Telefonica has unveiled plans for IPOs of its German and Latin American units in an apparent move to raise cash to pay-down debt and guard against the deepening Eurozone crisis.
The Spanish-based operator giant says it is “accelerating the disposal process of non-core assets” in order to “increase its financial flexibility” and maintain “an attractive remuneration for its shareholders.”
O2 Germany is the operator’s second-largest European unit (behind Spain) and is valued at about EUR8 billion. It has several businesses in Latin America, including units in the region’s two largest markets, Mexico and Brazil, though it did not specify which ones it plans to sell. Its Latin American assets are valued at over EUR40 billion in total.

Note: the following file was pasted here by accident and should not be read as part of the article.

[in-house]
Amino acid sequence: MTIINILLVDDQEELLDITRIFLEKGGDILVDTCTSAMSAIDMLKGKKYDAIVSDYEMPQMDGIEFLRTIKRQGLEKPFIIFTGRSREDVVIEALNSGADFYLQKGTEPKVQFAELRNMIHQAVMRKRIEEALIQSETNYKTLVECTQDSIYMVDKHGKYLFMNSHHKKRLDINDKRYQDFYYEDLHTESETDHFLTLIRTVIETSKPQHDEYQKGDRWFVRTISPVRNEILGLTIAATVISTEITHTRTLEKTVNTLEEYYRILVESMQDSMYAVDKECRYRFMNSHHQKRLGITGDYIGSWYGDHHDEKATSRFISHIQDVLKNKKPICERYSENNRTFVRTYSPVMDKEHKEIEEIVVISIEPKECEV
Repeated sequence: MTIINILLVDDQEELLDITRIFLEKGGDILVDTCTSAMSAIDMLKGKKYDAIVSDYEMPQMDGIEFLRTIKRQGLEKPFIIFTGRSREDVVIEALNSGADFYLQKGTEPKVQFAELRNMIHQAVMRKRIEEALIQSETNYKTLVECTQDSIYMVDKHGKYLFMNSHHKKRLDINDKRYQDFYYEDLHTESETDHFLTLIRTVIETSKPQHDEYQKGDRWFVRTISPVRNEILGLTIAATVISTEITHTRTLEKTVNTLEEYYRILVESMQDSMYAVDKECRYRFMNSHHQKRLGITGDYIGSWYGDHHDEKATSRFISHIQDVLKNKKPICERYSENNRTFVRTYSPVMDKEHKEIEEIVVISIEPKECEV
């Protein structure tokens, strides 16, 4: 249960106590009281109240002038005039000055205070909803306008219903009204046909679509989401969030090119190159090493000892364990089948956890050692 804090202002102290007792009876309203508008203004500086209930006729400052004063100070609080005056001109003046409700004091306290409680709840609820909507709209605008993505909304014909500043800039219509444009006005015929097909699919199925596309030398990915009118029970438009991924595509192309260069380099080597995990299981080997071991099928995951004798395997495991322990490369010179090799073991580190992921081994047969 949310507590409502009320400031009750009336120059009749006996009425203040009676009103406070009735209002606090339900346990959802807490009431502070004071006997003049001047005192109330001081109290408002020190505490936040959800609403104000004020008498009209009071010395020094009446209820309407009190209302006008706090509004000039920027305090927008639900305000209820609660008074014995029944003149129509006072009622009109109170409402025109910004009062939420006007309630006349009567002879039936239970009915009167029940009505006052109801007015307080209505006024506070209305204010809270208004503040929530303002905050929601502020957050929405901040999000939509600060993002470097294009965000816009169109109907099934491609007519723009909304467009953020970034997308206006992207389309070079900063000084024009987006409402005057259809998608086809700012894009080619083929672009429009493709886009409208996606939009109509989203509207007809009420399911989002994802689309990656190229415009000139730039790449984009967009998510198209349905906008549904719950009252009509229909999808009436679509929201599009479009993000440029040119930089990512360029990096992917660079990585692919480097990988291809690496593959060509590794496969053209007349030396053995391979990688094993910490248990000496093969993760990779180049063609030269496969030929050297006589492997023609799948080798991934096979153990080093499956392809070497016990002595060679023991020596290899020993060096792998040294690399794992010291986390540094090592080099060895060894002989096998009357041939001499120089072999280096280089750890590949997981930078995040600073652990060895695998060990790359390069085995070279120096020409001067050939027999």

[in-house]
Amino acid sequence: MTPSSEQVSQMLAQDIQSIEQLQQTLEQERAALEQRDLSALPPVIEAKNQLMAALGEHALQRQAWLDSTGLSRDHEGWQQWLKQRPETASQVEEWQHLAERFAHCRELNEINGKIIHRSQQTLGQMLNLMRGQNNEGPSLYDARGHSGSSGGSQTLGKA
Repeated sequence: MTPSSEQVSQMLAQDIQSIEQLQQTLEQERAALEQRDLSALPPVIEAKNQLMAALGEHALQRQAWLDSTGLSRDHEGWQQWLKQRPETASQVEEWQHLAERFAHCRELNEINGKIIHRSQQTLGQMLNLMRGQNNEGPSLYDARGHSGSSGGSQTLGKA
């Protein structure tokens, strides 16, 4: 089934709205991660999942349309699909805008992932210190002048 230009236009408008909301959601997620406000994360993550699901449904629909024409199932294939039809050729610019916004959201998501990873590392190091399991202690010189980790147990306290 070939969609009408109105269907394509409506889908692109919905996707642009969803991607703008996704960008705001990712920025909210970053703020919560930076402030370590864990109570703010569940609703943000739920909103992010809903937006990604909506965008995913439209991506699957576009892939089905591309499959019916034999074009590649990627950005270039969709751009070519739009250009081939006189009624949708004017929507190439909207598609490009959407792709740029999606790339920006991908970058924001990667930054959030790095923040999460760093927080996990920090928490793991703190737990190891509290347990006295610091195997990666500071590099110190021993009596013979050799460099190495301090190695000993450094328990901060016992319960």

According to a Bloomberg report, Telefonica’s market value has slumped by almost EUR50 billion over the last 18 months and the firm had net debt of EUR57.1 billion at the end of March. Its problems relate mainly to its domestic operations in Spain, which have been impacted by the country’s exposure to the Eurozone crisis.
Some analysts fear that the crisis could mean Telefonica is forced to sell-off the assets at below their market value.
The firm cut its 2012 and 2013 shareholder dividend forecast late last year. While it said yesterday that it would maintain the EUR1.50 dividend indicated for this year, it is to reduce the cash portion of the pay-out to EUR0.40, with EUR0.20 coming from share buybacks and the remainder as a scrip, or share dividend.
Telefonica said such measures would allow it to keep net debt at below 2.35 times operating income (OIBDA).